According to the most recent data release from the U.S. Bureau of Labor Statistics (BLS; May 2021; see Fig 1), median Phoenix-area nursing pay is $37.82/hour. This is fairly similar, and within the margin of error of many nearby cities. The exceptions are in California, where nurses can expect to earn about 53% more in the Los Angeles area and 41% more in the San Diego area. That’s a fairly large premium for working in California but it’s also important to look at other cost and quality of life factors before making a decision between the two geographic areas.
Fig 1 Median hourly pay for nurses in Southwestern metro areas
Cost of living comparison
Housing prices are dropping rapidly, but the median house in the Phoenix area was $474,400, while it was $900,000 in San Diego and $893,200 in the Los Angeles area according to August 2022 data from the National Association of Realtors. Income tax is also quite a bit higher in California at around 8% vs the 3-4% people pay in Arizona.
Weather and other environmental factors
California arguably has better weather than anywhere else in the United States. Phoenix on the other hand is known for having nice weather in the winter but not the summer. California’s access to the coast and the beautiful Sierra Nevadas and northern forests is also in its favor. The downside is that some cities (especially L.A. are very crowded). Another factor is homelessness. Unfortunately, Los Angeles has been hit much harder by the homelessness crisis that is sweeping the country. Phoenix is starting to suffer as well.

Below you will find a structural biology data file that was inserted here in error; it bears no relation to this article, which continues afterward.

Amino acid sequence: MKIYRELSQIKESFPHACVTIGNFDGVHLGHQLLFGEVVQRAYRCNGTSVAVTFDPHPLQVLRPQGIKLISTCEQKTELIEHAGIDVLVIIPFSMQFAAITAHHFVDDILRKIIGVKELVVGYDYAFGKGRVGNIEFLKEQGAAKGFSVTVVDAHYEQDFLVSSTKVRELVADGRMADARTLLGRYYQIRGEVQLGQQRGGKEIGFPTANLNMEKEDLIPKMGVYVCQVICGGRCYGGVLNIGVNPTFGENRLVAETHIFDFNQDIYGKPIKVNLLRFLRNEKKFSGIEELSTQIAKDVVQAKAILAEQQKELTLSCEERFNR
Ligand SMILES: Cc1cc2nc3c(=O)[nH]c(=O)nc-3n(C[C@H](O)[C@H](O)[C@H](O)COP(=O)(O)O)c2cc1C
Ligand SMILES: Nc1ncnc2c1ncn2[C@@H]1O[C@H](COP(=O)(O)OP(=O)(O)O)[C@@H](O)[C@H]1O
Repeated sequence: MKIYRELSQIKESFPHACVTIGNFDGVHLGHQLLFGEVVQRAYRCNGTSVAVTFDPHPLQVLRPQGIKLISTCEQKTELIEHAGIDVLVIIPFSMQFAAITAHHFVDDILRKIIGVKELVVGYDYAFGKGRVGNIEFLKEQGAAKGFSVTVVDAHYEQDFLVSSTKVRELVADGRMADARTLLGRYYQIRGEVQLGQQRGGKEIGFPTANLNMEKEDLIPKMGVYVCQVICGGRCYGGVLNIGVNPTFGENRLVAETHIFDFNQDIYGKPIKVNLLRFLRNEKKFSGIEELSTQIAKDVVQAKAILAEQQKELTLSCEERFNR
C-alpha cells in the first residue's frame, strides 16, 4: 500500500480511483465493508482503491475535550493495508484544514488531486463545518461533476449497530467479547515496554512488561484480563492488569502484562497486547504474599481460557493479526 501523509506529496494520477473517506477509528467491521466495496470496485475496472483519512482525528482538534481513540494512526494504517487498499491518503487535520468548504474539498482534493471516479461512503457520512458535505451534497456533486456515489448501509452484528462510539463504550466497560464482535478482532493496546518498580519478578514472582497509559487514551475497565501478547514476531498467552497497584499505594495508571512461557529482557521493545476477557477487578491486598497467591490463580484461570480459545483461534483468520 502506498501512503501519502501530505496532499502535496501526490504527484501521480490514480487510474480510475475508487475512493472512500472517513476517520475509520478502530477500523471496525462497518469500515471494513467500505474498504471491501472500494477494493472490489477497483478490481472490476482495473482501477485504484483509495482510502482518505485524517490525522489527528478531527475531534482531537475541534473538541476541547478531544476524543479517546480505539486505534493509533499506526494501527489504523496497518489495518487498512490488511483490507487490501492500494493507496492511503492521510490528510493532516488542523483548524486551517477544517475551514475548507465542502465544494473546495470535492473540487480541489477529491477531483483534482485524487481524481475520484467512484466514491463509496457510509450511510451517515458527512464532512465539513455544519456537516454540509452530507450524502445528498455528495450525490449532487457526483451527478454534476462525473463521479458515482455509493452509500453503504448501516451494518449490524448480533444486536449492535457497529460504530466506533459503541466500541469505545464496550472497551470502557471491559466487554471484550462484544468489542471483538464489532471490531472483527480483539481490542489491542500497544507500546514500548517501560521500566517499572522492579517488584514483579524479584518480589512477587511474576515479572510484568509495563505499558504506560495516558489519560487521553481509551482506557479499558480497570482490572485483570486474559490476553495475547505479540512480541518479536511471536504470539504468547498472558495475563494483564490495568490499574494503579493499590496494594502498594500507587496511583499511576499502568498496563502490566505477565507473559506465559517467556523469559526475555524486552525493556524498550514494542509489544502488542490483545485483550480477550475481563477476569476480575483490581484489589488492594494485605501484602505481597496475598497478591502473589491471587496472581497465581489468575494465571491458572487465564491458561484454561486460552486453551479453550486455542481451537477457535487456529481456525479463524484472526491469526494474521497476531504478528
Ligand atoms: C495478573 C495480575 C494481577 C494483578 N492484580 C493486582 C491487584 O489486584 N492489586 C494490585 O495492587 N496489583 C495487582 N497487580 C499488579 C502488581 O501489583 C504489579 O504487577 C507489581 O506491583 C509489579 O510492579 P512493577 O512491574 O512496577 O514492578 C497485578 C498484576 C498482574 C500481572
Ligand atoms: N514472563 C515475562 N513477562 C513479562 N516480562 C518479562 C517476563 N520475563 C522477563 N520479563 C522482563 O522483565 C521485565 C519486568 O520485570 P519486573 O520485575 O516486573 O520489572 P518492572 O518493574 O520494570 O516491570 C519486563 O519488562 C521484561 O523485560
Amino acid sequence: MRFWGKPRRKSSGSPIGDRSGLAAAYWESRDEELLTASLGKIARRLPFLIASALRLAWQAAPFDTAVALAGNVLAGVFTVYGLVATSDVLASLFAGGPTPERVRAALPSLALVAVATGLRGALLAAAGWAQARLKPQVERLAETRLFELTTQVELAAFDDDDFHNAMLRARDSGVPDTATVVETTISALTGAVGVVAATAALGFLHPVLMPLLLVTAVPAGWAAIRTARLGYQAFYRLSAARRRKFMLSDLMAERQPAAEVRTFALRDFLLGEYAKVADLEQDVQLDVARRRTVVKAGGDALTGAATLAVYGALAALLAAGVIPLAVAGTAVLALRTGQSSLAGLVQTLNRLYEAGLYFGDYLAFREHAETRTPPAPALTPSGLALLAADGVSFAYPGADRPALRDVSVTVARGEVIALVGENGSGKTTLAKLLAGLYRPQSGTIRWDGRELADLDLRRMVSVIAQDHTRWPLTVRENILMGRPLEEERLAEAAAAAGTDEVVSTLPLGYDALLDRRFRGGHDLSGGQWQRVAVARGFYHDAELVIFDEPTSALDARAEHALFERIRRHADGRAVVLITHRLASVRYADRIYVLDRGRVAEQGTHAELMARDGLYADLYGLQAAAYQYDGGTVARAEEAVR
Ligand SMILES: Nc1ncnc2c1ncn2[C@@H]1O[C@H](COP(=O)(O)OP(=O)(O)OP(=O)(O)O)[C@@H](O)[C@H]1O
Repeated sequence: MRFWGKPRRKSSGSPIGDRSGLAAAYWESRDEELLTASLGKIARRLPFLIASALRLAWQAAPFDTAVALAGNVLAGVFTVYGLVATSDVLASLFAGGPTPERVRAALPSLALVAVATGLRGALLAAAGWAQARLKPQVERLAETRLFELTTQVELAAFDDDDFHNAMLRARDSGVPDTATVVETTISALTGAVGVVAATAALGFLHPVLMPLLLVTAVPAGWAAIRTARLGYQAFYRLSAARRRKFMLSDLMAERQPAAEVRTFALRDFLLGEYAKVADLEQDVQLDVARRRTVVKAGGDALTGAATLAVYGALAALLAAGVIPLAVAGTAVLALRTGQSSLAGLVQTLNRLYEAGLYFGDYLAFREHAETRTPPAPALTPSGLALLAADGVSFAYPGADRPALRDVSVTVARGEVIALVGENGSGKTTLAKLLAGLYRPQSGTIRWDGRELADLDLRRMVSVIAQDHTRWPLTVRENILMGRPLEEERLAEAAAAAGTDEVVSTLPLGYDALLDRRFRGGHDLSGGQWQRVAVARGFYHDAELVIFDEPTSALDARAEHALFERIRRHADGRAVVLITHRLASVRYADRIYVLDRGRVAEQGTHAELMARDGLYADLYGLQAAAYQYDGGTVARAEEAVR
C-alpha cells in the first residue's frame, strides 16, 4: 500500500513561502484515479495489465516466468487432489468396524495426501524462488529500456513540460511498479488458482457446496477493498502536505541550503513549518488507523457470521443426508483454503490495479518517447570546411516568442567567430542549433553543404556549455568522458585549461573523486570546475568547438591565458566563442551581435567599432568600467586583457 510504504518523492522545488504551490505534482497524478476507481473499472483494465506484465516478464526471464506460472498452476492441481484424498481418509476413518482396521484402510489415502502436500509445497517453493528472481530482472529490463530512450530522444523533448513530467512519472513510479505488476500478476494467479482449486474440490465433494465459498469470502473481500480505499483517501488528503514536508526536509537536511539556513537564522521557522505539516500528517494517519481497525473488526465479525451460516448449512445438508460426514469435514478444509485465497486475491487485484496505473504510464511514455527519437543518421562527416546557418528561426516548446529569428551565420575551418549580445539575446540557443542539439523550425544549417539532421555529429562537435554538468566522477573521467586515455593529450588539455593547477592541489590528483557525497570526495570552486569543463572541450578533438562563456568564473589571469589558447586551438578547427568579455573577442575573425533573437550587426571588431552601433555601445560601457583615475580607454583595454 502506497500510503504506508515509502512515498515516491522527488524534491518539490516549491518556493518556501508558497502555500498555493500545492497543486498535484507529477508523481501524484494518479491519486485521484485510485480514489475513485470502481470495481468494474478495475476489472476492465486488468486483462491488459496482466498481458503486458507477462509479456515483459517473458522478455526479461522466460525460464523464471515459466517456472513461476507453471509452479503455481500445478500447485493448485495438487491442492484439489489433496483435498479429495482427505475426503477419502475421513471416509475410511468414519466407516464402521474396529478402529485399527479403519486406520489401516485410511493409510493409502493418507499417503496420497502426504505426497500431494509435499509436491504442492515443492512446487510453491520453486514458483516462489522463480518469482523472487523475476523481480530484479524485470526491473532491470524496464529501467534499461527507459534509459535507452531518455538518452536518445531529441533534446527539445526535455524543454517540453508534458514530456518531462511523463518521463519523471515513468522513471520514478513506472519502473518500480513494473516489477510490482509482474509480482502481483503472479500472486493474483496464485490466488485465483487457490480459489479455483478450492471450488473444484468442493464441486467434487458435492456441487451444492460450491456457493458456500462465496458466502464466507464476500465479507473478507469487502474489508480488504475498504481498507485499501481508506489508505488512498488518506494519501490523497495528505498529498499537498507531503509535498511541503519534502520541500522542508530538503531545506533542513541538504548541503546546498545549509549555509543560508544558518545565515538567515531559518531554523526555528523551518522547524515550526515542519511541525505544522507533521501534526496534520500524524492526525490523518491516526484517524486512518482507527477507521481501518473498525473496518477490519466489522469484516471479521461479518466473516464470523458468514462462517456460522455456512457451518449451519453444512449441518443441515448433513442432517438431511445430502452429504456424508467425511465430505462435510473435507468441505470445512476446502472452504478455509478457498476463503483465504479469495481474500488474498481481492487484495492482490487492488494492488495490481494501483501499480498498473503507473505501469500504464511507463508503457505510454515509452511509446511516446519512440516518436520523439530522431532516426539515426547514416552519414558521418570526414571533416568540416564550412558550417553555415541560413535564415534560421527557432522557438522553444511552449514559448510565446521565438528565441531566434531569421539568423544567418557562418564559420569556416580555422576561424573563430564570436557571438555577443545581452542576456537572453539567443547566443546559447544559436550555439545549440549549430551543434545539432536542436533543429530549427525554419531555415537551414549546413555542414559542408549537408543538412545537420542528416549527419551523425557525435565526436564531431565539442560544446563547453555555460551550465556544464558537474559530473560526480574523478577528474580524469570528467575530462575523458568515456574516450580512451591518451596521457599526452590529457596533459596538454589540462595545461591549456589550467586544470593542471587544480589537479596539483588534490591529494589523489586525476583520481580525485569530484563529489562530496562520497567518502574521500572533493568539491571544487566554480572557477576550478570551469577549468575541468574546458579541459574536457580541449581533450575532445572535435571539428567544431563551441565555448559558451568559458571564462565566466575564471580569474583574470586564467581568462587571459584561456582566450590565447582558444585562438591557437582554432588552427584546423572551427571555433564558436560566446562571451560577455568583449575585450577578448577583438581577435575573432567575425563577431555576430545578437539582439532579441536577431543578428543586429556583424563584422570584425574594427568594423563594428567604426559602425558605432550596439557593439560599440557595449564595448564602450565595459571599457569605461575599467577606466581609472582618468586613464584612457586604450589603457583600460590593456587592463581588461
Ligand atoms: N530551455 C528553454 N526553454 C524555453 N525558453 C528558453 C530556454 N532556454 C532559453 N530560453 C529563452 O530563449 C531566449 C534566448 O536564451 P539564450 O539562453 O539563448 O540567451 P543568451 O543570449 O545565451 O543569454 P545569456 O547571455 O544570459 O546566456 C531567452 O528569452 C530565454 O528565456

Probably the biggest downside of California (besides the cost and maybe the crowding) is the large number of potential natural disasters. California is part of the “Ring of Fire,” the incredibly seismically and volcanically active boundary that largely follows the Pacific Ocean. Earthquakes are common and volcanic eruptions are also possible in various places in California. Smoke from wildfires–and the wild fires themselves–can wreak havok as well.
In the end it may be more important to be near your friends and family. But if you make the decision based on finances then it seems to make sense that California is great for single people, dual bread winners, people with small families, etc. and Arizona may be more suited to larger families.
Photo credit: Phoenix skyline by Alan English